Annotate the outline to provide guidance to authors.
Provide guidance to contributors by annotating the outline. Annotation can be added in-line to text or in a list. For tabular outlines, annotation can be added in new columns. Identify graphics to be used before the text is created. Draft an initial informative title and action caption for the graphic as part of the annotation.
Develop detailed content plans for important sections.
Apply the “just enough planning” principle. Too much planning unduly constrains the SME. Too little planning opens the door to non-compliance and poor quality. In many environments, an annotated outline satisfies the “just enough planning” principle and will provide an adequate basis for development. For some proposals or key proposal sections, it is often appropriate to develop the content plan in more detail.
Involve your writing team in content plan creation.
If section content plans are to be used, the Proposal Manager, with the support of the proposal team, should develop initial section content plans before kickoff. Distribute initial section content plans at the kickoff for further development by authors. The Proposal Manager should agree to and sign off on content plans before writing starts. Proposal authors are SMEs in their own domains, but may be unfamiliar with the techniques of content planning. Direct them to the sources of guidance available in the organization. Provide a sample completed plan as an example. The completed section content plan will provide a “contract” between the Proposal Manager and the contributor defining what is to be developed. Like outline annotations, sample content plans provide quality criteria for acceptance of all finished content.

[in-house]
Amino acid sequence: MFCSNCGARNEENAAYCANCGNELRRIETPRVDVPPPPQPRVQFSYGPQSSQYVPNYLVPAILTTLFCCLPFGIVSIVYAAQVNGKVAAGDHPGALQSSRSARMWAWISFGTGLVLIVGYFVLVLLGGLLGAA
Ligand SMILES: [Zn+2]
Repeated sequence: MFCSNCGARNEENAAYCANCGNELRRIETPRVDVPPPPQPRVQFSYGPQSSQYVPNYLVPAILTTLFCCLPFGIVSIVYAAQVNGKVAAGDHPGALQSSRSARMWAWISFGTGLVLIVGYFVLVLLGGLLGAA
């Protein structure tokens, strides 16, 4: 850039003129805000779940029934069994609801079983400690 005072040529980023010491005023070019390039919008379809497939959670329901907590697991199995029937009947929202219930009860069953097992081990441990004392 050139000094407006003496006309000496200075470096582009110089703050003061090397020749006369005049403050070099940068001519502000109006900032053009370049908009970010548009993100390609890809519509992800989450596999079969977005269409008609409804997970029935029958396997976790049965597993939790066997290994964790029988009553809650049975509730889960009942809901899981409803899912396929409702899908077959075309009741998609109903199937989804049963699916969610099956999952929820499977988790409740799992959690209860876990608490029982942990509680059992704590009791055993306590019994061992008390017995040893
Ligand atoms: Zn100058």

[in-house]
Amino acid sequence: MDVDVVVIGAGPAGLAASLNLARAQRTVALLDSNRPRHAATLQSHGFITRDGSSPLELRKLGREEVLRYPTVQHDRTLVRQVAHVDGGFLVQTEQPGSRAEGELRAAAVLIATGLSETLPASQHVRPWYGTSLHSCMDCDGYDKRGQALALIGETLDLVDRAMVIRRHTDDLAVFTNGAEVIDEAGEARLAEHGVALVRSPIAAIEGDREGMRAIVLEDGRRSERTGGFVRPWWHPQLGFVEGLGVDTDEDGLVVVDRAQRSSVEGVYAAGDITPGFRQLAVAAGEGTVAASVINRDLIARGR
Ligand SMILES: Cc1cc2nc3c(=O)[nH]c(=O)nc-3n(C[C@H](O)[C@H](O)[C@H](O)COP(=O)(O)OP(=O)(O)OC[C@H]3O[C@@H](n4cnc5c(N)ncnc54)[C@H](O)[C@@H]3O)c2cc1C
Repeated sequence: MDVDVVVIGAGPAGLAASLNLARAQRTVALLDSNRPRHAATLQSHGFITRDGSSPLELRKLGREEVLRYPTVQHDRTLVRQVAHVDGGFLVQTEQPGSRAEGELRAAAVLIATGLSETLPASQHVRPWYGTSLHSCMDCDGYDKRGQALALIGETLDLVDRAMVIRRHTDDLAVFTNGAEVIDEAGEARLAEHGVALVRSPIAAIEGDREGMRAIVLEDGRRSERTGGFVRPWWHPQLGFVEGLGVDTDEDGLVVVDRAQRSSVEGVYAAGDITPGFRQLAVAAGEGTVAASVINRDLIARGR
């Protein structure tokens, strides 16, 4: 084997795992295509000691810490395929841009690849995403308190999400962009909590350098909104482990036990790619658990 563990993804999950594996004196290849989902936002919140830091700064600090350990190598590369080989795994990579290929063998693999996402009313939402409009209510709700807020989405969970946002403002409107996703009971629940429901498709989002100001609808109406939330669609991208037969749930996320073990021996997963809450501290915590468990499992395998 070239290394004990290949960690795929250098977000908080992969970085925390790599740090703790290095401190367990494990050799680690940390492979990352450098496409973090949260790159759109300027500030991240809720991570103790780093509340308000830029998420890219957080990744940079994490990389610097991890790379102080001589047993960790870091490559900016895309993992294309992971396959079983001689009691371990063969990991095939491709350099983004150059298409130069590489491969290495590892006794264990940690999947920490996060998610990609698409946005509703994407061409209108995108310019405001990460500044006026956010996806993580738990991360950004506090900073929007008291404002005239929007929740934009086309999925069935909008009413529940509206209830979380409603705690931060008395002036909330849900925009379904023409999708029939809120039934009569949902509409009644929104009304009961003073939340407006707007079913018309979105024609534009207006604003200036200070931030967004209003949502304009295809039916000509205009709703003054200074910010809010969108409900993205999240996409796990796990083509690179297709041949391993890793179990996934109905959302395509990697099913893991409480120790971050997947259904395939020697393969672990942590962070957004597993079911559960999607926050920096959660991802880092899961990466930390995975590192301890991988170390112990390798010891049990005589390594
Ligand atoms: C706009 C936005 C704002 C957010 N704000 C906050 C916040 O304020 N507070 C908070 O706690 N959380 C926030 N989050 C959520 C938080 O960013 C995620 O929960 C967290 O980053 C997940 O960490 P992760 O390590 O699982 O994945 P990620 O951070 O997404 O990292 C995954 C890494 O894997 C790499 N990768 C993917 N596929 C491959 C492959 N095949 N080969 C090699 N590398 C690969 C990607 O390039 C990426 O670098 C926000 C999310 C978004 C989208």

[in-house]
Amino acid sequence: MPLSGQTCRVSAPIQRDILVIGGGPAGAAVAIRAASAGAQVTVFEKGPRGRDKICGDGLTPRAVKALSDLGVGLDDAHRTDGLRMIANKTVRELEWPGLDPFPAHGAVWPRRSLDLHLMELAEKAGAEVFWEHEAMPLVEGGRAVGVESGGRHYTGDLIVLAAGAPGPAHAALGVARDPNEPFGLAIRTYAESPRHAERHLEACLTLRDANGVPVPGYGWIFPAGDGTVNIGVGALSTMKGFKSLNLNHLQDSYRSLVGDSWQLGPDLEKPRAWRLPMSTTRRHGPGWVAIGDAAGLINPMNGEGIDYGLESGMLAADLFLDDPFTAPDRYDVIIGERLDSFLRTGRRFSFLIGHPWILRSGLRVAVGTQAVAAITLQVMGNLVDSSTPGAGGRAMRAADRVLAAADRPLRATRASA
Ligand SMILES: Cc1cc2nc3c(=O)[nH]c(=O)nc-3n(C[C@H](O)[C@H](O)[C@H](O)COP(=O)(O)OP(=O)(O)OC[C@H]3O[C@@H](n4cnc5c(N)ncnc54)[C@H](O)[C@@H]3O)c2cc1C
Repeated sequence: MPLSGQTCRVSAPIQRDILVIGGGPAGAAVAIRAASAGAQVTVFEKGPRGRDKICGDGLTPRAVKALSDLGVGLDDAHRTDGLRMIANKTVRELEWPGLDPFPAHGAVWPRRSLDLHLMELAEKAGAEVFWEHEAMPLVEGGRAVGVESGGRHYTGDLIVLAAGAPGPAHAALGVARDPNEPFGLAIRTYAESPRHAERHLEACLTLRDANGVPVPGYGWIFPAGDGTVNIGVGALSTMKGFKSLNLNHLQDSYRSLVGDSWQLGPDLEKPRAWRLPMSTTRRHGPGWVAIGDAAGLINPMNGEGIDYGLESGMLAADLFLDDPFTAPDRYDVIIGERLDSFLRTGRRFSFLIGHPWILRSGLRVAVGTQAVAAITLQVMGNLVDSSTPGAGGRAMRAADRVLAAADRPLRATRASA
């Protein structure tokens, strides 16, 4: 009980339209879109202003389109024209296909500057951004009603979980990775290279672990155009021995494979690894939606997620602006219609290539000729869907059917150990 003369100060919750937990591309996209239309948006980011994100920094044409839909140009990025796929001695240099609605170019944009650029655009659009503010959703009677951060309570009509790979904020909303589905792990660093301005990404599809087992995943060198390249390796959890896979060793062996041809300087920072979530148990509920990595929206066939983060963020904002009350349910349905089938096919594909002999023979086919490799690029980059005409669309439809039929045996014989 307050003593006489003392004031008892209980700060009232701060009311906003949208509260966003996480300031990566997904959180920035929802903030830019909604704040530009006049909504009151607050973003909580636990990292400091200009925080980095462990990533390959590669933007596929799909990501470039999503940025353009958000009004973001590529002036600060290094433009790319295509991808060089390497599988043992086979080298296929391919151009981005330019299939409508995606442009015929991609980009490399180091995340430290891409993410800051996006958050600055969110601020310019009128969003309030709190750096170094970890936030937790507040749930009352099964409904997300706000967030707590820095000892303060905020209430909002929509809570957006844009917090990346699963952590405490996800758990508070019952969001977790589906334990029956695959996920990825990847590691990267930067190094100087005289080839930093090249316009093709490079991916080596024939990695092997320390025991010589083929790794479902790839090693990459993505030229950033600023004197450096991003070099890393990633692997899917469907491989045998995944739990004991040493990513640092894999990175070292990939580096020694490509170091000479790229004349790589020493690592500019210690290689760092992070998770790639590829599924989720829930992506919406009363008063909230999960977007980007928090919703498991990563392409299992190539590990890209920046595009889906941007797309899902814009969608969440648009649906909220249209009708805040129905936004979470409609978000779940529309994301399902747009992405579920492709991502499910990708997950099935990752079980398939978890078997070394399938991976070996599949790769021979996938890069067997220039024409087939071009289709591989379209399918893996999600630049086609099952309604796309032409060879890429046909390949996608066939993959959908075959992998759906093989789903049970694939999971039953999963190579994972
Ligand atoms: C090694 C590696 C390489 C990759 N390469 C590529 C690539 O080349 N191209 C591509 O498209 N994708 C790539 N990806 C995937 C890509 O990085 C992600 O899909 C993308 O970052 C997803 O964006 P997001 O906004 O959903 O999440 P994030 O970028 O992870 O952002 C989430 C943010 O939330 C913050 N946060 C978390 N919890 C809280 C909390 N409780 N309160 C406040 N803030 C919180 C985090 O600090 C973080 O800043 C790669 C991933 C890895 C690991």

Review content plans before starting to write.
Where time and budget allow, schedule a review of the completed section content plans before writing starts. Team review of content plans helps communicate strategy, align thinking, and enhance compliance. A combination of horizontal and vertical approaches, enables the team to test the consistency of the proposal as a whole.
Consolidate review comments before ending the review meeting so that participants are clear what changes. Keep copies of early versions of content plans so that changes can be tracked and the sources of strategy breaks identified. As needed, provide training to SMEs in proposal writing and use a company-standard style guide to ensure consistency across all writers.